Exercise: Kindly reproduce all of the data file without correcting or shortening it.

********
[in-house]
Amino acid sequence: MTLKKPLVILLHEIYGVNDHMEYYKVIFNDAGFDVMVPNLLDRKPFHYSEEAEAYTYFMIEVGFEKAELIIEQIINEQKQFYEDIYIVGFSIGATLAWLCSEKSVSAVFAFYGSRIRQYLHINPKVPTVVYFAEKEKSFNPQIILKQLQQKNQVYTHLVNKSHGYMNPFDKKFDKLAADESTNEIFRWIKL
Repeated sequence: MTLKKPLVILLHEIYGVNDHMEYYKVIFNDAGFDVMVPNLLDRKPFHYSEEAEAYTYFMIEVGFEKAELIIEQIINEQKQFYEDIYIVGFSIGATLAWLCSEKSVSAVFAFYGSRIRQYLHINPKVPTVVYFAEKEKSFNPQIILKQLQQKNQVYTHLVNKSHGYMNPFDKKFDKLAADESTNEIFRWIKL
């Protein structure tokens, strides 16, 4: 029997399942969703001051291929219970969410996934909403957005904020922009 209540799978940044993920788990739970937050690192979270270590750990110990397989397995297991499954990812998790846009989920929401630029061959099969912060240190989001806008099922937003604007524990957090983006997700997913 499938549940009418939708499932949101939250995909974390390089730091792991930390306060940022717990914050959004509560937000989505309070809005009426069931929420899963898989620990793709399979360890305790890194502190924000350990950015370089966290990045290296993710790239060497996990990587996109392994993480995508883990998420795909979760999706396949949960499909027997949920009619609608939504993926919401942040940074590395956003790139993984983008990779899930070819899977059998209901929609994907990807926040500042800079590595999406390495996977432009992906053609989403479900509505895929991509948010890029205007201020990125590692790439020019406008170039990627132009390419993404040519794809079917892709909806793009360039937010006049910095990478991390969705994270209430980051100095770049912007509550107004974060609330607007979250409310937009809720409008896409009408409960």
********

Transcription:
[in-house]
Amino acid sequence: MTLKKPLVILLHEIYGVNDHMEYYKVIFNDAGFDVMVPNLLDRKPFHYSEEAEAYTYFMIEVGFEKAELIIEQIINEQKQFYEDIYIVGFSIGATLAWLCSEKSVSAVFAFYGSRIRQYLHINPKVPTVVYFAEKEKSFNPQIILKQLQQKNQVYTHLVNKSHGYMNPFDKKFDKLAADESTNEIFRWIKL
Repeated sequence: MTLKKPLVILLHEIYGVNDHMEYYKVIFNDAGFDVMVPNLLDRKPFHYSEEAEAYTYFMIEVGFEKAELIIEQIINEQKQFYEDIYIVGFSIGATLAWLCSEKSVSAVFAFYGSRIRQYLHINPKVPTVVYFAEKEKSFNPQIILKQLQQKNQVYTHLVNKSHGYMNPFDKKFDKLAADESTNEIFRWIKL
């Protein structure tokens, strides 16, 4: 029997399942969703001051291929219970969410996934909403957005904020922009 209540799978940044993920788990739970937050690192979270270590750990110990397989397995297991499954990812998790846009989920929401630029061959099969912060240190989001806008099922937003604007524990957090983006997700997913 499938549940009418939708499932949101939250995909974390390089730091792991930390306060940022717990914050959004509560937000989505309070809005009426069931929420899963898989620990793709399979360890305790890194502190924000350990950015370089966290990045290296993710790239060497996990990587996109392994993480995508883990998420795909979760999706396949949960499909027997949920009619609608939504993926919401942040940074590395956003790139993984983008990779899930070819899977059998209901929609994907990807926040500042800079590595999406390495996977432009992906053609989403479900509505895929991509948010890029205007201020990125590692790439020019406008170039990627132009390419993404040519794809079917892709909806793009360039937010006049910095990478991390969705994270209430980051100095770049912007509550107004974060609330607007979250409310937009809720409008896409009408409960």